Finally, a PNP-wide lifestyle check?

PNP REFORM. Director General Ronald dela Rosa addresses police during a flag-raising ceremony at Camp Crame. File photo from PNP PIO

PNP REFORM. Director General Ronald dela Rosa addresses police during a flag-raising ceremony at Camp Crame.

File photo from PNP PIO

It's been a week of change and surprises for the Philippine National Police (PNP) and the new administration hasn't shown any signs of stopping.

After a massive revamp, President Rodrigo Duterte's surprise name-dropping of 5 active and retired generals supposedly involved in illegal drugs, and surprise drug tests left and right, comes the promise of a lifestyle check.

Newly-installed Interior Secretary Mike Sueno, according to a press release from the department, has instructed PNP chief Director General Ronald dela Rosa to "proceed with the lifestyle check in the entire police force, starting with the police generals."

"As public servants, we are expected to be exemplars of honesty, integrity, and professionalism. So if the policemen or any other civil servant for that matter have acquired unexplained wealth while in active service, they have a lot of explaining to do," Sueno was quoted as saying.

It's a move consistent with the new administration's promise to rid the country – including, and especially the police force – of scalawags. Duterte's 2016 campaign focused on the call to curb crime, drugs, and corruption.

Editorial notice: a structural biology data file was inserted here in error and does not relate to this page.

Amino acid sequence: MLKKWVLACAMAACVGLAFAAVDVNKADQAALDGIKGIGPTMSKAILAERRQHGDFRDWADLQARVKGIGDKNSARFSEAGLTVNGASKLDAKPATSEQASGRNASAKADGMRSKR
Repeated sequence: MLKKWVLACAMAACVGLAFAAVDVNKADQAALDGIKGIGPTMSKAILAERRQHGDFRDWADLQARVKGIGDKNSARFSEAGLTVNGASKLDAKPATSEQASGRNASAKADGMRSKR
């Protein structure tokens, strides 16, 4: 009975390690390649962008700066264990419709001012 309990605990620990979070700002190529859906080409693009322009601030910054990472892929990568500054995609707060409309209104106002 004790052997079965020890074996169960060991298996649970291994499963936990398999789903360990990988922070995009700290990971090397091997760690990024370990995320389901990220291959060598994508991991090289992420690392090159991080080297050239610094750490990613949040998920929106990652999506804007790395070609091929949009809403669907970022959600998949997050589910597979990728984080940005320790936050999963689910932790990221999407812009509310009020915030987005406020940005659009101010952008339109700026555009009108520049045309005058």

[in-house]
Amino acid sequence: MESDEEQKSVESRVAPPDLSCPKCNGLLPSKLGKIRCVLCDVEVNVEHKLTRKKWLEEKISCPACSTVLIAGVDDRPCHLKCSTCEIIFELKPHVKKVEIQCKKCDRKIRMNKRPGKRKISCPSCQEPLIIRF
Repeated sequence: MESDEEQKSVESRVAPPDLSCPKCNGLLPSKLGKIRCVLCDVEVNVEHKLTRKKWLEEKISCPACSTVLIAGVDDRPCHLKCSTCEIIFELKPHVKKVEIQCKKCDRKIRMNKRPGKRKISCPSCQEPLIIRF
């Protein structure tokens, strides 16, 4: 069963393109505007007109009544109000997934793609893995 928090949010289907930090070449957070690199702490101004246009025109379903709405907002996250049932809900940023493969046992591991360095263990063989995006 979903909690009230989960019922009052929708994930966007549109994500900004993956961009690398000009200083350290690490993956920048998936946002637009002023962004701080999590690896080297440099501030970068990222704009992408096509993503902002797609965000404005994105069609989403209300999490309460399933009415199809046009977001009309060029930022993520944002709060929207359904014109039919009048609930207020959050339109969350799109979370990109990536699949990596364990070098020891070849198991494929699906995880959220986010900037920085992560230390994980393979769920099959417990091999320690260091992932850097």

But it's also a move that's been promised before.

Under the Aquino administration, then Interior Secretary Manuel "Mar" Roxas II promised an institution-wide lifestyle check, also starting with the PNP's top generals. This happened in the aftermath of a string of high-profile crimes involving cops themselves.

The biggest news item then was the involvement of Quezon City police in a robbery and kidnapping case that happened in broad daylight along EDSA, near Camp Crame.

The PNP's chief then, Alan Purisima, faced one allegation of corruption after another. Purisima was eventually dismissed from the service over a supposedly anomalous deal inked between a courier service and the PNP's Firearms and Explosives Office (FEO).

The promise of a lifestyle check was met with much hype and excitement – at least outside Crame. Memorandums were supposed to be produced but almost two years later... nothing.

Roxas said back then that it was difficult to launch an internal investigation when the PNP's Internal Affairs Service (IAS) was headed by a two-star general. The IAS is ideally handled by someone outside the PNP.

Funding was also an issue, since a sweep of the entire institution would require a lot of manpower from the already overstretched police force.

Will things be different this time? – Bea Cupin/